Protests in Sudan that began last week over bread prices have mushroomed into a nationwide protests against the nearly three-decade rule regime of Omar al-Bashir, the country’s 76-year-old autocrat.
At least 22 people have reportedly died in the protests, which began 19 December in the northern Nile River city of Atbara, but have since spread to the capital, Khartoum, 350 kilometres to the southwest, and across the country.
Originally triggered by a government decision that tripled bread prices to the equivalent of 5p per loaf, the protests have grown into one of the biggest challenges to Mr Bashir’s long rule, with protesters taking to the streets and heckling police after a football match on Sunday.
“The people want the downfall of the regime,” some of the protesters are chanting, resurrecting the signature slogan of the 2011 Arab Spring uprisings.
“Down, down with military rule,” they demand. "We either live free or die like real men."
Protesters have burned down offices of Mr Bashir’s ruling National Congress Party and government vehicles and clashed with anti-riot police, local media reported.
“’The scale of the protests is unprecedented,” Shawgi Mahadi Mustafa, a Sudanese journalist based in Qatar, told The Independent. “This time it is coming from outside from Khartoum, and that’s why the security failed to contain the protests from the beginning.”
Sudan, a vast mostly desert nation of 40 million people that straddles sub-Saharan Africa, the Horn of Africa and the Arab world, is rich in oil and other natural resources but suffers from crushing poverty, income disparity, and perceptions of widespread corruption by the ruling elite. Mr Bashir’s 16 December visit to Syrian dictator Bashar al-Assad, who is widely despised throughout the Sunni Arab world, intensified protesters' anger, experts said.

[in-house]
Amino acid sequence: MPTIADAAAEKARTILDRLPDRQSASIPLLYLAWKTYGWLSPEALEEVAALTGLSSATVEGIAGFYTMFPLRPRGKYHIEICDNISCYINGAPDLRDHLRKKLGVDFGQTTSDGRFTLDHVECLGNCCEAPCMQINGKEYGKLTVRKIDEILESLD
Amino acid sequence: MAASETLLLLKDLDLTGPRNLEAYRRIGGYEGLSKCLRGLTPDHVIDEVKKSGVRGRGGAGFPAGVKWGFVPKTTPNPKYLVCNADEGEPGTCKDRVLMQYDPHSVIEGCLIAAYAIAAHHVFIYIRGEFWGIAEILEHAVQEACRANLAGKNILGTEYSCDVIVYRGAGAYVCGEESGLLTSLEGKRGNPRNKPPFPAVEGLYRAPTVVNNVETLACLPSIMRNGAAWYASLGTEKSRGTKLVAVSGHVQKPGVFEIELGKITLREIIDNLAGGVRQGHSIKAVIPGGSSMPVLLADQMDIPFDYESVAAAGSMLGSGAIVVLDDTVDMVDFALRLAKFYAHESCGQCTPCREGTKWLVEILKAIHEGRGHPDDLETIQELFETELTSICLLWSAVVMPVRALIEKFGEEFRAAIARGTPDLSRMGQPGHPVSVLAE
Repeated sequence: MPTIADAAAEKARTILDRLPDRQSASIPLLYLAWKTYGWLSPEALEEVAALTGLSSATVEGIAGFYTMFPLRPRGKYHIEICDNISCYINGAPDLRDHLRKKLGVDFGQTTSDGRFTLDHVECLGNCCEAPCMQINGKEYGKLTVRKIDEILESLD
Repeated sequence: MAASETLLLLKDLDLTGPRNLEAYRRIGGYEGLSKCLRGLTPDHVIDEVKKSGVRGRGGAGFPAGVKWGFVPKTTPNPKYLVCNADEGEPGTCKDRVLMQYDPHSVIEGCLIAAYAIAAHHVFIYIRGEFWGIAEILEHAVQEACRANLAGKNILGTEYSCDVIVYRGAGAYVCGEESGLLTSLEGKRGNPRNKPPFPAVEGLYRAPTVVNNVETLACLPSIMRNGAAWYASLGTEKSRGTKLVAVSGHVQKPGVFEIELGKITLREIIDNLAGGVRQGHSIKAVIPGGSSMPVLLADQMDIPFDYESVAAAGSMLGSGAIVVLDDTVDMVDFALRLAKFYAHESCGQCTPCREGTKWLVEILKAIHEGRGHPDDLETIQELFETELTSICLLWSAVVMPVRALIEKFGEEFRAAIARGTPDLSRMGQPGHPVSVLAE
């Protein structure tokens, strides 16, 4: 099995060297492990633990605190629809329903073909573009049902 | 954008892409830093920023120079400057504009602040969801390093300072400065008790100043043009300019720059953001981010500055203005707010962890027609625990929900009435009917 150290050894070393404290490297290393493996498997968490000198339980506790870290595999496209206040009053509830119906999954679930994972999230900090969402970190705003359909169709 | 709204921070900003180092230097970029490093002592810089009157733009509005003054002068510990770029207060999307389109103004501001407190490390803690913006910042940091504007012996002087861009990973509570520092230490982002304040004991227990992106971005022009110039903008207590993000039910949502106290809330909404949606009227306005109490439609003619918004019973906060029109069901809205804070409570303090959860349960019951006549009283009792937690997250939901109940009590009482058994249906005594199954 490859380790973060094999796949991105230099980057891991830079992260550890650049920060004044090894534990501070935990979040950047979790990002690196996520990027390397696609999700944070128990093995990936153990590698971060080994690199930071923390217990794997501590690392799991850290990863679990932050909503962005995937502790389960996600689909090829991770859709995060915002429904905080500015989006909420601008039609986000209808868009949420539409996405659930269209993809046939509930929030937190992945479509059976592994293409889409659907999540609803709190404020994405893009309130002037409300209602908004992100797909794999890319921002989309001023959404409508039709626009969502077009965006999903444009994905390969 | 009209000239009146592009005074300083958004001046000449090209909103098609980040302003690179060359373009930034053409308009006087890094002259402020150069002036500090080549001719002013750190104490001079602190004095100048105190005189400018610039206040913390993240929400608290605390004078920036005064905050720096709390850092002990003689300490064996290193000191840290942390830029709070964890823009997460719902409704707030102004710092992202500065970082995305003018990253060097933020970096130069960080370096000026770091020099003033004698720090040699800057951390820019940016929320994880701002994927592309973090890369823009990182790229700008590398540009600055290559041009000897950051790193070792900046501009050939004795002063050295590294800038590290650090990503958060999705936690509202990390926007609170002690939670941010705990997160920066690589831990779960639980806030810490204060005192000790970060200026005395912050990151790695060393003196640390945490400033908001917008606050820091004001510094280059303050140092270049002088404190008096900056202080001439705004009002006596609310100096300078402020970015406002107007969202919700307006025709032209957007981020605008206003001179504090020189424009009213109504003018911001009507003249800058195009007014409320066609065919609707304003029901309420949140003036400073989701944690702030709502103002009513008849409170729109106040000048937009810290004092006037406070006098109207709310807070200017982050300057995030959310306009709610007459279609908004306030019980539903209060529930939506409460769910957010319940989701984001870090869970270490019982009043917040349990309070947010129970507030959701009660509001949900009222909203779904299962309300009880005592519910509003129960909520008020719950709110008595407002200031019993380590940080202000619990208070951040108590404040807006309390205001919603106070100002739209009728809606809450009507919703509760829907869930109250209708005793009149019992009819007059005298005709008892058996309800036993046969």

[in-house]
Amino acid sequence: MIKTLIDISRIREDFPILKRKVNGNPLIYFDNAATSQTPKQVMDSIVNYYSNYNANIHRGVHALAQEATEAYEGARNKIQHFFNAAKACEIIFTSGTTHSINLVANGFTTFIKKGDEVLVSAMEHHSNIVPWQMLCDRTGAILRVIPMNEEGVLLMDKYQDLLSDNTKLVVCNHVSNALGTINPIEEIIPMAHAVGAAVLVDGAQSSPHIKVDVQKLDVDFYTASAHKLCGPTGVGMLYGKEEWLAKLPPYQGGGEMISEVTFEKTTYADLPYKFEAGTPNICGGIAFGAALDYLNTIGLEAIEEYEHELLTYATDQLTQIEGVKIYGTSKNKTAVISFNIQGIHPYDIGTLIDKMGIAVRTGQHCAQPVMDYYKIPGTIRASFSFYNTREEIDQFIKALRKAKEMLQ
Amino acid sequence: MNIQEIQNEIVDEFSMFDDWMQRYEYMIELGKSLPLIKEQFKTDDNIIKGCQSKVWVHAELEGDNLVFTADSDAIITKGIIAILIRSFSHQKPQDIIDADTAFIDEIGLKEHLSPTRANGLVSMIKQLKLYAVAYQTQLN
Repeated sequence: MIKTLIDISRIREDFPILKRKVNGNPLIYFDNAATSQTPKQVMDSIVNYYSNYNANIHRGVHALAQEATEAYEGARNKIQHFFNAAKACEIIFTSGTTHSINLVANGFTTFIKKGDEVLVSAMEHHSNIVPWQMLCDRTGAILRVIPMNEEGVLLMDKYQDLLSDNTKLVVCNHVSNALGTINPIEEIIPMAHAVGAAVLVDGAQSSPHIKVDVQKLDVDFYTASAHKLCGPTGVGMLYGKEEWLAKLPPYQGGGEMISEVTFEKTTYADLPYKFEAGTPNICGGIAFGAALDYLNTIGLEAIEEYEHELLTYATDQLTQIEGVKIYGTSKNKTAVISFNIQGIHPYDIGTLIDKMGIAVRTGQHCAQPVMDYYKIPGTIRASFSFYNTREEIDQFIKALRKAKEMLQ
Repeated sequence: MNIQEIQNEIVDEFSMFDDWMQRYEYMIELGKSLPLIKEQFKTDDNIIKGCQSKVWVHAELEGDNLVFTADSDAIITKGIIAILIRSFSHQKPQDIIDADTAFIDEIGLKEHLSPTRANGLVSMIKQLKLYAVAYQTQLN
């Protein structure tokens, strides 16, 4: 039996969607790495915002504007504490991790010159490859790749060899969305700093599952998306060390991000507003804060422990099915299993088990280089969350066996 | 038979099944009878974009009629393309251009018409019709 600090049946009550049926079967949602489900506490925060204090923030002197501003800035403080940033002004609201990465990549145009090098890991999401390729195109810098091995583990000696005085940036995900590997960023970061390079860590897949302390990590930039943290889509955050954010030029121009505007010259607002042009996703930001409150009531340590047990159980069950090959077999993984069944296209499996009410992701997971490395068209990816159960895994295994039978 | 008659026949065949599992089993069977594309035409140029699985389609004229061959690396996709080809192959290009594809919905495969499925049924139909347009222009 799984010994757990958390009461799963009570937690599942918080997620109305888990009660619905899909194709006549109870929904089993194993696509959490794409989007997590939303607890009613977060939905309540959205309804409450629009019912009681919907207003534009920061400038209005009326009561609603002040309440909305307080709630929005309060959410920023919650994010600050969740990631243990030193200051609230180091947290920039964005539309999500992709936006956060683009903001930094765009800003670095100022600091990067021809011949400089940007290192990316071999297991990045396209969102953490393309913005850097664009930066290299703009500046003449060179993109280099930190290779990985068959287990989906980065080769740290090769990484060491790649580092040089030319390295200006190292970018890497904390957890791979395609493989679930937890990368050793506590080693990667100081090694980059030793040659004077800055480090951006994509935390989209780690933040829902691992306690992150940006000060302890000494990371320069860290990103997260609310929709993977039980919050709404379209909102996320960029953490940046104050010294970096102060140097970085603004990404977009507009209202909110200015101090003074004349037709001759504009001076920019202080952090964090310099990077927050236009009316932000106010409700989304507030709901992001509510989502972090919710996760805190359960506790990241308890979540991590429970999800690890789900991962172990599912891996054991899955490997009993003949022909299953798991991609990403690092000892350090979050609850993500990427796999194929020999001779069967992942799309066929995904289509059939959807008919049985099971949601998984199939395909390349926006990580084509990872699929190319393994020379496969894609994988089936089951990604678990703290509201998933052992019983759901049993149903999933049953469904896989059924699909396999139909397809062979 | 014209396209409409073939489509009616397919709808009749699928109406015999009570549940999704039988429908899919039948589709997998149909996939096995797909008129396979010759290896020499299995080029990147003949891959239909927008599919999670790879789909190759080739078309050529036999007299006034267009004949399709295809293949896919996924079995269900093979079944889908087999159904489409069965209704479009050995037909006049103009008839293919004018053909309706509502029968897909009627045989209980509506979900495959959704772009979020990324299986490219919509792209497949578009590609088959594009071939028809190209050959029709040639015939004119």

Sudanese government spokesman and minister of information Bushara Juma has said the protesters have a right to demonstrate peacefully against rising prices but warned that “subversive activity targeting public institutions and properties” as well as anti-government slogans would not be tolerated. It has also accused Israel of being behind the protests.
Resentment against the Bashir government has been rising, in part due to perceived economic mismanagement, failing public health and education systems, and corruption at the hands of the ruling party and its cronies, who have over the years seized control of both public institutions and the private sector, while driving the intelligentsia abroad.
“The government makes economic decisions, at the party level, for short-term success and for the sake of the political survival of the ruling party,” said Moez Ali, a Sudanese blogger and political commentator. “What most people fail to understand is that there is no economic crisis in Sudan, it's a political crisis.”
Adding to the anger is what Mr Ali called “the unlimited power of the intelligence services” that have turned the country into what international human rights organisations have described as a police state. While protests in Khartoum in 2011 and 2013 were quickly crushed, the current wave began outside the capital where the dreaded mukhabarat has a lighter presence.
Mr Mustafa said the country’s main political parties also had little role in egging on the protesters, who appeared to take to the streets spontaneously via calls on social media in a pattern seen repeatedly throughout the world, spreading word and video of their actions online to bypass censorship by state television. “There are just many people participating as individuals,” he said.
The government appears to be rallying its supporters. Qatar and Bahrain have voiced support for Mr Bashir, who in recent years has improved ties with Arabian Peninsula states. The Sudanese army issued a statement on Monday pledging support. On Saturday, authorities reportedly arrested 14 opposition figures associated with the protests.
More ominous are reports that Mr Bashir has begun to deploy against protesters the infamous Janjaweed tribal militias used during the country’s civil war against breakaway southern regions and anti-government demonstrations in 2013.
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